TrueFire hacked, credit cards and personal info may have been compromised
Tuition website TrueFire has informed users that an “unauthorised person” had access to the company’s computer system, and specifically to unencrypted information that was entered into its website, for a period of over five months.
Guitar.com was today contacted by one of the affected users, who shared with us the full text of the letter they had been sent from TrueFire LLC, titled ‘Notice Of Data Breach’, explaining and apologising for what had occurred.
The user told us that TrueFire, which boasts over 1 million users worldwide, explained that even though it does not store personal information itself, the ‘unauthorised user’ had potentially been able to harvest sensitive customer information as it was being entered into the site.
In the letter, TrueFire wrote: “On January 10, 2020, TrueFire discovered that an unauthorised person gained access to our computer system and, more specifically, to information that consumers had entered through the website. While we do not store credit card information on our website, it appears that the unauthorized person gained access to the website and could have accessed the data of consumers who made payment card purchases while that data was being entered, between August 3, 2019 and January 14, 2020.”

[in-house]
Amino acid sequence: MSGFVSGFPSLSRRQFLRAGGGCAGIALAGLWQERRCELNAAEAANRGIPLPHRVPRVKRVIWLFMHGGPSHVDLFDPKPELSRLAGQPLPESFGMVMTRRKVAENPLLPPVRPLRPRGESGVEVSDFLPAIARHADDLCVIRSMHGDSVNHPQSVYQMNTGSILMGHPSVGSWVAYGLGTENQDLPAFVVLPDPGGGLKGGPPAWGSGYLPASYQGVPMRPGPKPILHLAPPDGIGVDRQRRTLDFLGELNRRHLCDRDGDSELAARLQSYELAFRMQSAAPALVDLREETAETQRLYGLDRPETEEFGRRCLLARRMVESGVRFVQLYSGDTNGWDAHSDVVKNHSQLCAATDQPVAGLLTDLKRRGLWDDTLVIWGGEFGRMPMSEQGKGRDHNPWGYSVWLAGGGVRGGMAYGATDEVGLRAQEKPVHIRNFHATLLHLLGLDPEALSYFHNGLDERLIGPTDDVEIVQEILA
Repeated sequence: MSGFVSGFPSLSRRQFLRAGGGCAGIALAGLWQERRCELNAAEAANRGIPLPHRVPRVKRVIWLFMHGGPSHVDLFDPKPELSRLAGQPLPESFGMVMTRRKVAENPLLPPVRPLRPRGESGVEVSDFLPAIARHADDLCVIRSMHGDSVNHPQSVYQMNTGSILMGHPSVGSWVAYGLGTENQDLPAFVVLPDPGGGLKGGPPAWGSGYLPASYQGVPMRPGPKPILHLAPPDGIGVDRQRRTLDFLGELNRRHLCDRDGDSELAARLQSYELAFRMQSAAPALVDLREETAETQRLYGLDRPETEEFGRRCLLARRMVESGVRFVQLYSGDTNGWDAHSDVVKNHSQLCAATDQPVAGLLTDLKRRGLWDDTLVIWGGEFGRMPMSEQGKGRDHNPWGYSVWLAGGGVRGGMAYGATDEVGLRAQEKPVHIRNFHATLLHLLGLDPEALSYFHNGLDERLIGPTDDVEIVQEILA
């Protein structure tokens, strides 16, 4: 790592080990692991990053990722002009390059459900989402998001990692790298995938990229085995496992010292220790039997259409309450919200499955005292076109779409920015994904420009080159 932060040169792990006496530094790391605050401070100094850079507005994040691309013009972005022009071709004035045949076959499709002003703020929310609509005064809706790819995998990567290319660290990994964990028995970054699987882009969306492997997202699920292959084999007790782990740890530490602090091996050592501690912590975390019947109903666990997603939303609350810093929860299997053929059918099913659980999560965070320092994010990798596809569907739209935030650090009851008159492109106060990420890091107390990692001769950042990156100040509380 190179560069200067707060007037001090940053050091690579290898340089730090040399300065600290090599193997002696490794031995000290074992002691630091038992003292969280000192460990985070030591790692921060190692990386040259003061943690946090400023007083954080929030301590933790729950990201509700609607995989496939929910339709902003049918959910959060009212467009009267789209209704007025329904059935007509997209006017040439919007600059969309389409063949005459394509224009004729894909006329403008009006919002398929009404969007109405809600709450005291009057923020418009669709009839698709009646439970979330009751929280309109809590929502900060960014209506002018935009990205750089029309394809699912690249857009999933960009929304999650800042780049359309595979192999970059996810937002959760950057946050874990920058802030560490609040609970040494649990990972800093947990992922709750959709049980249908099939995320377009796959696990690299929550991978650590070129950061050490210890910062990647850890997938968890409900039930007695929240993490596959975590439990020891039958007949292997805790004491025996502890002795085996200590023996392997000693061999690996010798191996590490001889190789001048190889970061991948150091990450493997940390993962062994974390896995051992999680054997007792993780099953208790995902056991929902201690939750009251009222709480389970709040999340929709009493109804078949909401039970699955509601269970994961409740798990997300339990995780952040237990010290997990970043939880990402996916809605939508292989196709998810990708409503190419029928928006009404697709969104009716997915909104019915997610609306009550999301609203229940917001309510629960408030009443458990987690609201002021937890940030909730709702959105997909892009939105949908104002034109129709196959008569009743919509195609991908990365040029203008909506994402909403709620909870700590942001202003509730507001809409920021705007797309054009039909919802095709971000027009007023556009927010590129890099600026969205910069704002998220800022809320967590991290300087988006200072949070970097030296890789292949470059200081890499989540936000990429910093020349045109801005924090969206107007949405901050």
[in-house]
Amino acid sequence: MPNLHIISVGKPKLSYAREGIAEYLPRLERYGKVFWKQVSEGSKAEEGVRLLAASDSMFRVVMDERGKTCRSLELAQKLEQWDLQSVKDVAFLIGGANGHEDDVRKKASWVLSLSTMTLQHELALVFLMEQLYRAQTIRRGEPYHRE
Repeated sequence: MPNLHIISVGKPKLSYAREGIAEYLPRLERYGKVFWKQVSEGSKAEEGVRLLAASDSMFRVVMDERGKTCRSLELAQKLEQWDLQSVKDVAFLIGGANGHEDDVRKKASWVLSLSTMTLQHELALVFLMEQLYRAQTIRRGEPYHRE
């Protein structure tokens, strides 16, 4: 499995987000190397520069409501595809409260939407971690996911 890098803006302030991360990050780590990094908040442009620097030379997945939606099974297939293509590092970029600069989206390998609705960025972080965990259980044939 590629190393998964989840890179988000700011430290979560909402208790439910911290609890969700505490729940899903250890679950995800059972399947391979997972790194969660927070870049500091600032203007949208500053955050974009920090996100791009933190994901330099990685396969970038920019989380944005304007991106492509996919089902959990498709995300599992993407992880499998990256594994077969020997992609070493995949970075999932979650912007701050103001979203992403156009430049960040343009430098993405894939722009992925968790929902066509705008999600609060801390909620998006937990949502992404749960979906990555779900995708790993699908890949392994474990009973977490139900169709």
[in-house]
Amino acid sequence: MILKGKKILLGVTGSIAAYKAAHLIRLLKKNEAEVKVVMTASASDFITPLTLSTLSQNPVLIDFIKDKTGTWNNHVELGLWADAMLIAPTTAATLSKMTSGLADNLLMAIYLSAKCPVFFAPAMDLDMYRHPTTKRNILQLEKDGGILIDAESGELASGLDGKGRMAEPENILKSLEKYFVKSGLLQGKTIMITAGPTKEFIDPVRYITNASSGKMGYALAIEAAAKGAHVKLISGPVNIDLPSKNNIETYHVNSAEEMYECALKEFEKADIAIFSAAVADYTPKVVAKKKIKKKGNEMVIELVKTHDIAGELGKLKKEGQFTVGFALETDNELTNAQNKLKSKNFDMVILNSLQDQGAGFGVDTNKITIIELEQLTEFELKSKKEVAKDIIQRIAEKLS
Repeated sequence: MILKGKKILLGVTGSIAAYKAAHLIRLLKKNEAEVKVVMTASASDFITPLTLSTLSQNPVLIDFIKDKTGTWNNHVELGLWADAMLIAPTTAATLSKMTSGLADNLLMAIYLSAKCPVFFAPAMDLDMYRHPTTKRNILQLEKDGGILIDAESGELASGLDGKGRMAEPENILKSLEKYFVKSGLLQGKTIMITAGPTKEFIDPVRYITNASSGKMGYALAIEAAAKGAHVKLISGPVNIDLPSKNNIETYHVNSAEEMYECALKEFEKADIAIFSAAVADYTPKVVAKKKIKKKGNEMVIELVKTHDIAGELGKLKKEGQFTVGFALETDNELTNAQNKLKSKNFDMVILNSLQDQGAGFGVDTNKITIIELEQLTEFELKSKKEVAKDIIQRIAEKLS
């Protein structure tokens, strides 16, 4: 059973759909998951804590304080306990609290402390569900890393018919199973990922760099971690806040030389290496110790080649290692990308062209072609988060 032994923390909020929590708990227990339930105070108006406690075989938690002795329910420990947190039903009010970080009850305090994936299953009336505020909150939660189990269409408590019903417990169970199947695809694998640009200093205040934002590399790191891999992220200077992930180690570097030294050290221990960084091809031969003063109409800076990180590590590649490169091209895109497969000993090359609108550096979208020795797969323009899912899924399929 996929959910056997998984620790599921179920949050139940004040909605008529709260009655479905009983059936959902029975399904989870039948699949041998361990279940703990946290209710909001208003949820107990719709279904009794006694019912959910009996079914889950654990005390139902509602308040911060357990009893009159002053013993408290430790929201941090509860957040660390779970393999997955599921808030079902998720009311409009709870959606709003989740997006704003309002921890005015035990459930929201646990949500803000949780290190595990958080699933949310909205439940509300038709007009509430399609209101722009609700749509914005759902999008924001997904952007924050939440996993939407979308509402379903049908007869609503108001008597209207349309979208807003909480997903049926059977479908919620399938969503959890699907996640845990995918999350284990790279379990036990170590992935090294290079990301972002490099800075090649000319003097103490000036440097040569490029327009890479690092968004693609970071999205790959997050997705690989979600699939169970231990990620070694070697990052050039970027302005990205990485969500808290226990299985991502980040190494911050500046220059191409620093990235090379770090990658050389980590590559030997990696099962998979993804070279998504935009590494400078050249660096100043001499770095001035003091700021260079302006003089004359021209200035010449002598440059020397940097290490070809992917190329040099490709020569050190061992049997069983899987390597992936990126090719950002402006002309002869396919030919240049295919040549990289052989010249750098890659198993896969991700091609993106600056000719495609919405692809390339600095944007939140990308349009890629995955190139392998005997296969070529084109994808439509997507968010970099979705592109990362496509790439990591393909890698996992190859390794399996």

It continued: “We cannot state with certainty that your data was specifically accessed, however you should know that the information that was potentially subject to unauthorised access includes your name, address, payment card account number, card expiration date and security code.”
TrueFire went on to recommend that affected users review payment card statements for suspicious activity, as well as following standard preventative measures against identity theft. It also provided assurance that it was monitoring for any more unauthorised activity on the site, and was working with “computer forensic specialists to determine the full nature and scope of the intrusion”, as well as reporting the breach to law enforcement authorities.
Guitar.com reached out to TrueFire for a comment on this story, and the company released the following statement to us:
“The confidentiality, privacy, and security of information in TrueFire’s possession is one of its highest priorities. TrueFire has stringent security measures in place to protect this information, and we are providing notice to the segment of customers who were potentially affected by this incident.”
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